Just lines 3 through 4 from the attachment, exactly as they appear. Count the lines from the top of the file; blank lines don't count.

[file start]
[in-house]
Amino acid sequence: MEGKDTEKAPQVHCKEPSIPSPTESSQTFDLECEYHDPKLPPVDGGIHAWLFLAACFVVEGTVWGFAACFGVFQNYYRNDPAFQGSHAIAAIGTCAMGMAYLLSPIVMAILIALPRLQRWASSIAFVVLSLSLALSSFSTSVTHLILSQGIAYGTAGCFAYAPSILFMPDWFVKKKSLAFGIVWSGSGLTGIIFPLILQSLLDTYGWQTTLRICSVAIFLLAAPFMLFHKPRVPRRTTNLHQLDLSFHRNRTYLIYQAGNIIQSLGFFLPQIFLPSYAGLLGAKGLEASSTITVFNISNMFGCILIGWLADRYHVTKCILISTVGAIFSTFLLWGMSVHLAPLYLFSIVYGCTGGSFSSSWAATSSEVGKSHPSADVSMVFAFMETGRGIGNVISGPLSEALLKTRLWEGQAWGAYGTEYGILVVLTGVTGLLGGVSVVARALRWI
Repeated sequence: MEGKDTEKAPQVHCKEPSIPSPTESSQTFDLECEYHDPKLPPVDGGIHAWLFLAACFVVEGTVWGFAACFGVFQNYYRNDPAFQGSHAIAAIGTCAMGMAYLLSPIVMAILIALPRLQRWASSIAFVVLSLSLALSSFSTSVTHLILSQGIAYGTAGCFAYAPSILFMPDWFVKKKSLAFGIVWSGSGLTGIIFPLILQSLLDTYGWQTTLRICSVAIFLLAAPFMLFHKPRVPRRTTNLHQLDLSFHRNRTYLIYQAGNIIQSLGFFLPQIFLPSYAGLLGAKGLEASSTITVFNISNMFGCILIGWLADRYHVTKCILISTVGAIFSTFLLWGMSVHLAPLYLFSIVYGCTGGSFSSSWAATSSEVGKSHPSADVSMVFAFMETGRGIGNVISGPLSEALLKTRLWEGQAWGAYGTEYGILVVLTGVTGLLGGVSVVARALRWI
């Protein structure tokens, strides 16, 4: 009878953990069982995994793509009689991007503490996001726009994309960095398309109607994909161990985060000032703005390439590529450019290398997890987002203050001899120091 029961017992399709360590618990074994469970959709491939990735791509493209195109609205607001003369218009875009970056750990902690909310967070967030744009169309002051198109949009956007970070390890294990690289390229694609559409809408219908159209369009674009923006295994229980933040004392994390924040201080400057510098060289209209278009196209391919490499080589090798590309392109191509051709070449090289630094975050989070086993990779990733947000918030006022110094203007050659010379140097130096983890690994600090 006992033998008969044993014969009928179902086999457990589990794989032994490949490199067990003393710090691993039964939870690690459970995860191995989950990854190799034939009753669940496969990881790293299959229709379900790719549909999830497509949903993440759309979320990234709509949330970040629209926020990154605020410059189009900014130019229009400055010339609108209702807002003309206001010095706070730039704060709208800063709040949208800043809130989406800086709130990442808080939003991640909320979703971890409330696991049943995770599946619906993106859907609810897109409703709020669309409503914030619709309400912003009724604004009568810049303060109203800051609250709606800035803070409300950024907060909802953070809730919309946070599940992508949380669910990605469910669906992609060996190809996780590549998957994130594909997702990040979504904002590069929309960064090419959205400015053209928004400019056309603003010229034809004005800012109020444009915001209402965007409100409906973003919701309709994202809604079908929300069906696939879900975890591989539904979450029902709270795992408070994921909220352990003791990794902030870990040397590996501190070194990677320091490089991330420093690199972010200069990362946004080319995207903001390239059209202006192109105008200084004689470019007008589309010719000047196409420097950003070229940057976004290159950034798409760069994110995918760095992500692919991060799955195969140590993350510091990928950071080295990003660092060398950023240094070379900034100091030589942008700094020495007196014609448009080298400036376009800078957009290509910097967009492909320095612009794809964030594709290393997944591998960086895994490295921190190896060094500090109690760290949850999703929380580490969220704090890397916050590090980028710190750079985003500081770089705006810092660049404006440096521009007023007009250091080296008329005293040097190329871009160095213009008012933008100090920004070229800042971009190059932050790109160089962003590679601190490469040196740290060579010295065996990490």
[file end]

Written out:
Repeated sequence: MEGKDTEKAPQVHCKEPSIPSPTESSQTFDLECEYHDPKLPPVDGGIHAWLFLAACFVVEGTVWGFAACFGVFQNYYRNDPAFQGSHAIAAIGTCAMGMAYLLSPIVMAILIALPRLQRWASSIAFVVLSLSLALSSFSTSVTHLILSQGIAYGTAGCFAYAPSILFMPDWFVKKKSLAFGIVWSGSGLTGIIFPLILQSLLDTYGWQTTLRICSVAIFLLAAPFMLFHKPRVPRRTTNLHQLDLSFHRNRTYLIYQAGNIIQSLGFFLPQIFLPSYAGLLGAKGLEASSTITVFNISNMFGCILIGWLADRYHVTKCILISTVGAIFSTFLLWGMSVHLAPLYLFSIVYGCTGGSFSSSWAATSSEVGKSHPSADVSMVFAFMETGRGIGNVISGPLSEALLKTRLWEGQAWGAYGTEYGILVVLTGVTGLLGGVSVVARALRWI
């Protein structure tokens, strides 16, 4: 009878953990069982995994793509009689991007503490996001726009994309960095398309109607994909161990985060000032703005390439590529450019290398997890987002203050001899120091 029961017992399709360590618990074994469970959709491939990735791509493209195109609205607001003369218009875009970056750990902690909310967070967030744009169309002051198109949009956007970070390890294990690289390229694609559409809408219908159209369009674009923006295994229980933040004392994390924040201080400057510098060289209209278009196209391919490499080589090798590309392109191509051709070449090289630094975050989070086993990779990733947000918030006022110094203007050659010379140097130096983890690994600090 006992033998008969044993014969009928179902086999457990589990794989032994490949490199067990003393710090691993039964939870690690459970995860191995989950990854190799034939009753669940496969990881790293299959229709379900790719549909999830497509949903993440759309979320990234709509949330970040629209926020990154605020410059189009900014130019229009400055010339609108209702807002003309206001010095706070730039704060709208800063709040949208800043809130989406800086709130990442808080939003991640909320979703971890409330696991049943995770599946619906993106859907609810897109409703709020669309409503914030619709309400912003009724604004009568810049303060109203800051609250709606800035803070409300950024907060909802953070809730919309946070599940992508949380669910990605469910669906992609060996190809996780590549998957994130594909997702990040979504904002590069929309960064090419959205400015053209928004400019056309603003010229034809004005800012109020444009915001209402965007409100409906973003919701309709994202809604079908929300069906696939879900975890591989539904979450029902709270795992408070994921909220352990003791990794902030870990040397590996501190070194990677320091490089991330420093690199972010200069990362946004080319995207903001390239059209202006192109105008200084004689470019007008589309010719000047196409420097950003070229940057976004290159950034798409760069994110995918760095992500692919991060799955195969140590993350510091990928950071080295990003660092060398950023240094070379900034100091030589942008700094020495007196014609448009080298400036376009800078957009290509910097967009492909320095612009794809964030594709290393997944591998960086895994490295921190190896060094500090109690760290949850999703929380580490969220704090890397916050590090980028710190750079985003500081770089705006810092660049404006440096521009007023007009250091080296008329005293040097190329871009160095213009008012933008100090920004070229800042971009190059932050790109160089962003590679601190490469040196740290060579010295065996990490």